WASHINGTON, April 18 - The Supreme Court added an important new religion
case to its docket on Monday, agreeing to decide whether the government can
ban the importation of a hallucinogenic tea that is central to the religious
rituals of a small Brazil-based church.
The case raises the broader question of how the court will interpret, in
the context of an illegal drug, a law that ordinarily requires the federal
government to refrain to the maximum extent possible from interfering with
The tea, known as hoasca, is made from plants that grow in the Amazon
region and that produce a chemical listed by both the federal government and
an international narcotics trafficking treaty as a controlled substance. The
chemical, dimethyltryptamine, usually known as DMT, can also be produced in
a laboratory, but followers of the Uniao Do Vegetal religion use only the
naturally occurring version, which does not grow in the United States.
The case is an appeal by the Bush administration of a federal court
injunction won by the 130 members of the church's American branch, who
brought a lawsuit five years ago to prohibit the government from invoking
the Controlled Substances Act to block the importation of their tea and from
seizing the sacred drink. The church, which combines elements of
Christianity and indigenous Brazilian religion, opened its American branch
in Santa Fe, N.M., in 1993.
The Federal District Court in Albuquerque, ruling before trial, issued a
preliminary injunction against the government. The order was subsequently
affirmed by a three-judge panel of the United States Court of Appeals for
the 10th Circuit, in Denver, and last November was affirmed again by the
full appeals court by a vote of 8 to 5.
A trial has still not taken place, a fact that would ordinarily pose an
obstacle to Supreme Court review. In fact, on Dec. 10 of last year, the
justices denied the administration's request for a stay of the Court of
Appeals order until the solicitor general's office could prepare a formal
petition for Supreme Court review. The denial of a request for a stay in
those circumstances is usually a strong signal that the Supreme Court will
not consider the eventual appeal to be worthy of its attention.
But in this case, Gonzales v. O Centro Espirita Beneficiente Uniao Do
Vegetal, No. 04-1084, the justices might have been persuaded, at least to
let the administration have its say, by the strongly worded appeal filed by
Paul D. Clement, the acting solicitor general.
Denouncing the lower courts' handling of the case as "contrary to all
precedent," Mr. Clement said that "no court has ever ordered the United
States to permit a religious exemption to Schedule I of the Controlled
Substances Act." Schedule I, on which DMT is listed, along with marijuana
and other illicit drugs, is reserved for substances that the government
considers to be particularly unsafe and to have no valid medical use.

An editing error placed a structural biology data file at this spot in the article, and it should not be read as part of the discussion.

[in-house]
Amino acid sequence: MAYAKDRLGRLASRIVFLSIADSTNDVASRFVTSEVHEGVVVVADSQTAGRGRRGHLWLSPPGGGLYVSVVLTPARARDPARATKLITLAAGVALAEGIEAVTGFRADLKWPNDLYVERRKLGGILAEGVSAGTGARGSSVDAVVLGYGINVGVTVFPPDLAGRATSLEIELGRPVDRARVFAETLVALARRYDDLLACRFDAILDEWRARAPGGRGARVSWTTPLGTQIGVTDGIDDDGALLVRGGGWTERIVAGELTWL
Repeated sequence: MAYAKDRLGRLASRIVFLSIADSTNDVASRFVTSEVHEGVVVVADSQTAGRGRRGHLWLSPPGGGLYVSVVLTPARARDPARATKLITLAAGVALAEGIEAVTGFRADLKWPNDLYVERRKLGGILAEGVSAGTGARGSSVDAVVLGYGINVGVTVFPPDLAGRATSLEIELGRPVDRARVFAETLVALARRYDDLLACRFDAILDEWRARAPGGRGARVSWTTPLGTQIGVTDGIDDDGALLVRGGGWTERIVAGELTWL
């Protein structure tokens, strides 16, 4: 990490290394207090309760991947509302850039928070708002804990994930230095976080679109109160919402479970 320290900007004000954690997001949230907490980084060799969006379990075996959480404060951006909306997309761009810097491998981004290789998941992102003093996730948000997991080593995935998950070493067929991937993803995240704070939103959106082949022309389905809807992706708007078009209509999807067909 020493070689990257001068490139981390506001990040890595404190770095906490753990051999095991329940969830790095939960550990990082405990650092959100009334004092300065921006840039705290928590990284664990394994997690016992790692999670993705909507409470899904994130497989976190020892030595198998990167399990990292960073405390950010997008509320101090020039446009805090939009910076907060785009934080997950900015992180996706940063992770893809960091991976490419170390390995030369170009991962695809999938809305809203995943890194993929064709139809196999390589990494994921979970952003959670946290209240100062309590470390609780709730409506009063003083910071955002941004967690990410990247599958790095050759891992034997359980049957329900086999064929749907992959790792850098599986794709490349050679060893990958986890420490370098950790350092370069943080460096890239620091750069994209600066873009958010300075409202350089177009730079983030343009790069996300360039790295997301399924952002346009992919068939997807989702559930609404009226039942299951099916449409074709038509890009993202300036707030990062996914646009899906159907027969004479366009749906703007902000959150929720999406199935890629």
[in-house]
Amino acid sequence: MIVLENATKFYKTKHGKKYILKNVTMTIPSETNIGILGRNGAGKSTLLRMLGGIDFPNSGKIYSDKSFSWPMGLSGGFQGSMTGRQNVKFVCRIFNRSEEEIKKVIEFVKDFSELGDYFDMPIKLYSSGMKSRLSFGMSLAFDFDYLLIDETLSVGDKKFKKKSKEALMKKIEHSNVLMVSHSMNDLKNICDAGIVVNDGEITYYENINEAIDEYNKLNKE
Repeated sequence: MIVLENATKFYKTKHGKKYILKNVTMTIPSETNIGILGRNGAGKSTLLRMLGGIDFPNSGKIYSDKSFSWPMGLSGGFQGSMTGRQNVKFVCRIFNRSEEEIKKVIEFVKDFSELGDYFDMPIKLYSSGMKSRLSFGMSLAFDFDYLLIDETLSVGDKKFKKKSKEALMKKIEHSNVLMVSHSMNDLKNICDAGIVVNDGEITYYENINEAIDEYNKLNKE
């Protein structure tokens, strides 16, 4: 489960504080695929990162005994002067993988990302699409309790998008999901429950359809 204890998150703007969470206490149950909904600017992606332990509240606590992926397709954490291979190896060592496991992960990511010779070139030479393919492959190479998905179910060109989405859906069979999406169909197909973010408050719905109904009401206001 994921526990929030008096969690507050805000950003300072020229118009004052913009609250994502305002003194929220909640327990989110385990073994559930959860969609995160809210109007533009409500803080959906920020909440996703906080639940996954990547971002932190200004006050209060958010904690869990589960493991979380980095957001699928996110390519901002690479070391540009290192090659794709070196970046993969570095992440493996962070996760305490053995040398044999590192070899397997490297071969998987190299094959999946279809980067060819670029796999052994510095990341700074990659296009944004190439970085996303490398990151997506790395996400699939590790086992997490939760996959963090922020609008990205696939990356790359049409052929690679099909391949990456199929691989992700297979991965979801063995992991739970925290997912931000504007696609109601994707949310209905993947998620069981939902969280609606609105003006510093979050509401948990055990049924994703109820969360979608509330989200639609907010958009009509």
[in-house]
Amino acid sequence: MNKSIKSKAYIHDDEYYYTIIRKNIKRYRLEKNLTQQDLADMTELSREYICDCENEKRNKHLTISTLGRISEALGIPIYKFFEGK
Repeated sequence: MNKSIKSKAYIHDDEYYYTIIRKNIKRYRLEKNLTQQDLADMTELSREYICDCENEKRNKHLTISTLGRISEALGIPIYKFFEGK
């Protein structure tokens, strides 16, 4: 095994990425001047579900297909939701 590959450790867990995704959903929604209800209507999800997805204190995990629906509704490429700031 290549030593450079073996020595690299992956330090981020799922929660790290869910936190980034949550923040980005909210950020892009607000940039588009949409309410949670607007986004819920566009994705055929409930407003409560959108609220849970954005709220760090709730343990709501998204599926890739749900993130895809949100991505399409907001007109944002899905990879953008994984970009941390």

Both the executive branch and Congress, however, have granted a religious
exemption for another Schedule I drug, peyote, which is used in religious
ceremonies by the Native American Church.
In an opinion concurring in the 10th Circuit's decision to uphold the
injunction, Judge Michael W. McConnell cited the peyote exemption as
evidence that the government was free to exercise discretion in such
Rejecting the argument that the district court should have deferred to
the other two branches, Judge McConnell said: "If Congress or the executive
branch had investigated the religious use of hoasca and had come to an
informed conclusion that the health risks or possibility of diversion are
sufficient to outweigh the free exercise concerns in this case, that
conclusion would be entitled to great weight. But neither branch has done
Instead, he said, the government had simply invoked the general principle
that controlled substances are dangerous.
Judge McConnell, a leading scholar on questions concerning the free
exercise of religion before he became a judge, is widely seen as a possible
Bush administration choice for a future Supreme Court vacancy.
In its Supreme Court appeal, the administration is also arguing that the
injunction is forcing the government to violate a 1971 international treaty,
the United Nations Convention on Psychotropic Substances, which obliges the
160 nations that have signed it to combat international traffic in illicit
drugs. The question of whether the convention applies to hoasca is disputed,
because Brazil, an original signatory to the treaty, has exempted the tea,
and a recent appellate court ruling in France exempted its religious use.
The lower courts based their ruling on the Religious Freedom Restoration
Act, a 1993 federal law that forbids the government to enforce laws in a way
that interferes with religious practice unless the interference is justified
by a "compelling interest." The Supreme Court ruled in 1997 that Congress
lacked authority to apply the law to the states, but the statute remains in
effect for the federal government.
The hoasca tea case, which will be argued in the fall, is the third case
on the Supreme Court docket that deals with federal drug policy. The court
is expected to announce a decision soon in a case argued in November on
whether the federal government can block enforcement of California's medical
marijuana initiative. And the court recently agreed to hear the Bush
administration's challenge to the Oregon law permitting doctors to prescribe
lethal doses of federally regulated drugs to assist terminally ill patients
in committing suicide.